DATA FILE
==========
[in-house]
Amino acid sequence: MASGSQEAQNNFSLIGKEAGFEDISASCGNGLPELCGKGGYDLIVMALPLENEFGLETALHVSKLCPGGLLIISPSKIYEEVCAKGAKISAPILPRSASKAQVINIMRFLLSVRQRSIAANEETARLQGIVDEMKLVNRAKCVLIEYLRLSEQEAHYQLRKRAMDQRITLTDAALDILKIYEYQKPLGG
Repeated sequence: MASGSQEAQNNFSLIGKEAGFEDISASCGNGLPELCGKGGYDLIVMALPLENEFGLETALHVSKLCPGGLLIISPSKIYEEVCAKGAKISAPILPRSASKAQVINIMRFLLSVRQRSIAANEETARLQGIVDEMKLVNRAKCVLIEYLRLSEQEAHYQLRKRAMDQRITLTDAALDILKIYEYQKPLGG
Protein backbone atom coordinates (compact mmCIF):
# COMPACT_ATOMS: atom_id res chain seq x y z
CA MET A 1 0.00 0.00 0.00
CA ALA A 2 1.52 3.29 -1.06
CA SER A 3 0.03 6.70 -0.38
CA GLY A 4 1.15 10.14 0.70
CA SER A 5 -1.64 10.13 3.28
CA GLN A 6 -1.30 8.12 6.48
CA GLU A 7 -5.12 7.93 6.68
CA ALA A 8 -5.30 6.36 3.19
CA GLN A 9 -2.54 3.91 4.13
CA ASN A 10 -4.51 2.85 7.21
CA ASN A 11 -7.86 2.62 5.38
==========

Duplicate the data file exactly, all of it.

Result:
[in-house]
Amino acid sequence: MASGSQEAQNNFSLIGKEAGFEDISASCGNGLPELCGKGGYDLIVMALPLENEFGLETALHVSKLCPGGLLIISPSKIYEEVCAKGAKISAPILPRSASKAQVINIMRFLLSVRQRSIAANEETARLQGIVDEMKLVNRAKCVLIEYLRLSEQEAHYQLRKRAMDQRITLTDAALDILKIYEYQKPLGG
Repeated sequence: MASGSQEAQNNFSLIGKEAGFEDISASCGNGLPELCGKGGYDLIVMALPLENEFGLETALHVSKLCPGGLLIISPSKIYEEVCAKGAKISAPILPRSASKAQVINIMRFLLSVRQRSIAANEETARLQGIVDEMKLVNRAKCVLIEYLRLSEQEAHYQLRKRAMDQRITLTDAALDILKIYEYQKPLGG
Protein backbone atom coordinates (compact mmCIF):
# COMPACT_ATOMS: atom_id res chain seq x y z
CA MET A 1 0.00 0.00 0.00
CA ALA A 2 1.52 3.29 -1.06
CA SER A 3 0.03 6.70 -0.38
CA GLY A 4 1.15 10.14 0.70
CA SER A 5 -1.64 10.13 3.28
CA GLN A 6 -1.30 8.12 6.48
CA GLU A 7 -5.12 7.93 6.68
CA ALA A 8 -5.30 6.36 3.19
CA GLN A 9 -2.54 3.91 4.13
CA ASN A 10 -4.51 2.85 7.21
CA ASN A 11 -7.86 2.62 5.38